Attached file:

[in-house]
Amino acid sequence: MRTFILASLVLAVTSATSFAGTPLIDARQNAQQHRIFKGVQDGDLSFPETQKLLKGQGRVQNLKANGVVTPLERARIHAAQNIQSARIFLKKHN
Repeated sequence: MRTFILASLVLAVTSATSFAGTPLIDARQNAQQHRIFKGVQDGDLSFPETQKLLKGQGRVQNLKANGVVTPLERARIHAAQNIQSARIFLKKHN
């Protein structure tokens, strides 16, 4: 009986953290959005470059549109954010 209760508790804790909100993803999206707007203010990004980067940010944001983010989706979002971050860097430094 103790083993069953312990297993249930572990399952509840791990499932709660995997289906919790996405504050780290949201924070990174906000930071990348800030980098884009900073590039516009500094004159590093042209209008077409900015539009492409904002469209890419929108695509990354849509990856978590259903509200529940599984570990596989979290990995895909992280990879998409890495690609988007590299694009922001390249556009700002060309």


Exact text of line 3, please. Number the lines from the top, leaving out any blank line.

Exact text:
Repeated sequence: MRTFILASLVLAVTSATSFAGTPLIDARQNAQQHRIFKGVQDGDLSFPETQKLLKGQGRVQNLKANGVVTPLERARIHAAQNIQSARIFLKKHN